I have just now read an article in the online Guardian about Dr Wendy Potts, a Derbyshire GP who documented her experiences of living with bipolar disorder in a blog; following a complaint to the GMC by a patient, she was suspended from practice for over three months, this possibly led to a deterioration in her symptoms which has been linked with her suicide.
I do not know the details relating to Wendy’s blog nor her psychological state, home situation or her death.
I am specifically worried about openness. Openness in relation to doctors – and probably anyone working in the health and social care sectors.
In April this year a junior doctor was held to account following the publication in court of their private reflections of practice. This is something doctors are encouraged to do – reflect; look back on what we have done, review and analyse what went well, what could have gone better, what we need to learn and so on.
Many of us reflect all of the time in conversations with our colleagues, family and friends; actually documenting your thoughts whether on paper or online is considered to involve a deeper level of analysis, it also leaves a permanent record which can be helpful – say, when a year or two later you look back; in the case of the junior doctor above, this detail, where they admitted privately their inadequacies, was used against them in court.
A more specific example of this might be when I undertake a task, say, taking blood – I might be successful – take the sample, cause the patient no pain and move on; I might, if I am a beginner, struggle, it might take me several attempts, it might cause the patient upset or discomfort, this is natural for all skills humans practice – we start off learning (called unconscious incompetence by Jo-Hari) and progress through the steps towards unconscious competence.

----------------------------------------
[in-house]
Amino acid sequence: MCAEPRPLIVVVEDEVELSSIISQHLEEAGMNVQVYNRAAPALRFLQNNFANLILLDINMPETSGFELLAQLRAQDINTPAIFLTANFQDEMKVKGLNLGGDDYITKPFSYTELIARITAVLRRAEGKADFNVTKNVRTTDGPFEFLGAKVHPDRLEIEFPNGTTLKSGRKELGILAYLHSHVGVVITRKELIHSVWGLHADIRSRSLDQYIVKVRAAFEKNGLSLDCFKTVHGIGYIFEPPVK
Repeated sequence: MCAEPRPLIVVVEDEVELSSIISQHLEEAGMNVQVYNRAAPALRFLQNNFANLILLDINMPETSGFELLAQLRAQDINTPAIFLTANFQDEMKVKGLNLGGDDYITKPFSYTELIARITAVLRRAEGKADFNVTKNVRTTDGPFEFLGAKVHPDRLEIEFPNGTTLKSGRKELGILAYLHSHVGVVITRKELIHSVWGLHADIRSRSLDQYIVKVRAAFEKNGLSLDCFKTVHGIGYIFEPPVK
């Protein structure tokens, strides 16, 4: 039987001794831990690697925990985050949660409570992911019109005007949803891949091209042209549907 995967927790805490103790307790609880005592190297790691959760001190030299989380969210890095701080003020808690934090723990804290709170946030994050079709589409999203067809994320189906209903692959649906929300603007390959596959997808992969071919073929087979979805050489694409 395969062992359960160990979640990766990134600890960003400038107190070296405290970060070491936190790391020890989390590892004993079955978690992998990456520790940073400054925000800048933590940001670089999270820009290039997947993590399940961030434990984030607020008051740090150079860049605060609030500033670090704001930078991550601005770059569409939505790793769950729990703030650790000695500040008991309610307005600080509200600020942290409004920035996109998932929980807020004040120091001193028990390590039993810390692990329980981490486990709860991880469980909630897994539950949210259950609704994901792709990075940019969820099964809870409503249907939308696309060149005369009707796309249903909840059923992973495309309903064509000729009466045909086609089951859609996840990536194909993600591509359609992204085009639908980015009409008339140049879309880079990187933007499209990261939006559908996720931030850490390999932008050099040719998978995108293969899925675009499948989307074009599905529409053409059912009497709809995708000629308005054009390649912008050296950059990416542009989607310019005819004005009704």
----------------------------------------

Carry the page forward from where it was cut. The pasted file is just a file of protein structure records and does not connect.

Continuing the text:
Reflection is an inherent part of this, and reflecting openly and honestly is surely a fundamental.
Following the case with the junior doctor who reflected on their conscious incompetence (i.e. their awareness of not having mastery), there was much discussion within healthcare as to whether this information should be public, and, the risks doctors and nurses expose themselves to in documenting their incompetence in private, particularly online documents (we know in the post-Snowden era that nothing online is entirely private).
Suggestions were made that doctors tone-down their language – perhaps instead of saying that they were incompetent or poor at a skill, write, ‘need to improve,’ or, ‘must do better’ – a sort of Orwellian political correctness that threatens freedom of speech.
And back to Wendy, who dared to share. Who was open about her mental health condition and for whom it backfired.
Clearly blogs are a step away from private reflections in our professional diaries and likely we should be and are freer to be more open in them than we might when publishing to the world, yet, the tragedy inherent in Wendy’s case, and doubtless others where doctors, nurses, social workers and therapists have crossed the line between private and personal, open and closed, what can and should not be shared, is that only when we can all be open with the world, overcome our egos and biases, acknowledge one another’s fears, anxieties, preoccupations and inadequacies can we hope to improve, to grow.
Thank goodness for those who push the boundaries, who are open and transparent, showing the world that we aren’t infallible, perfect beings. That we are all human.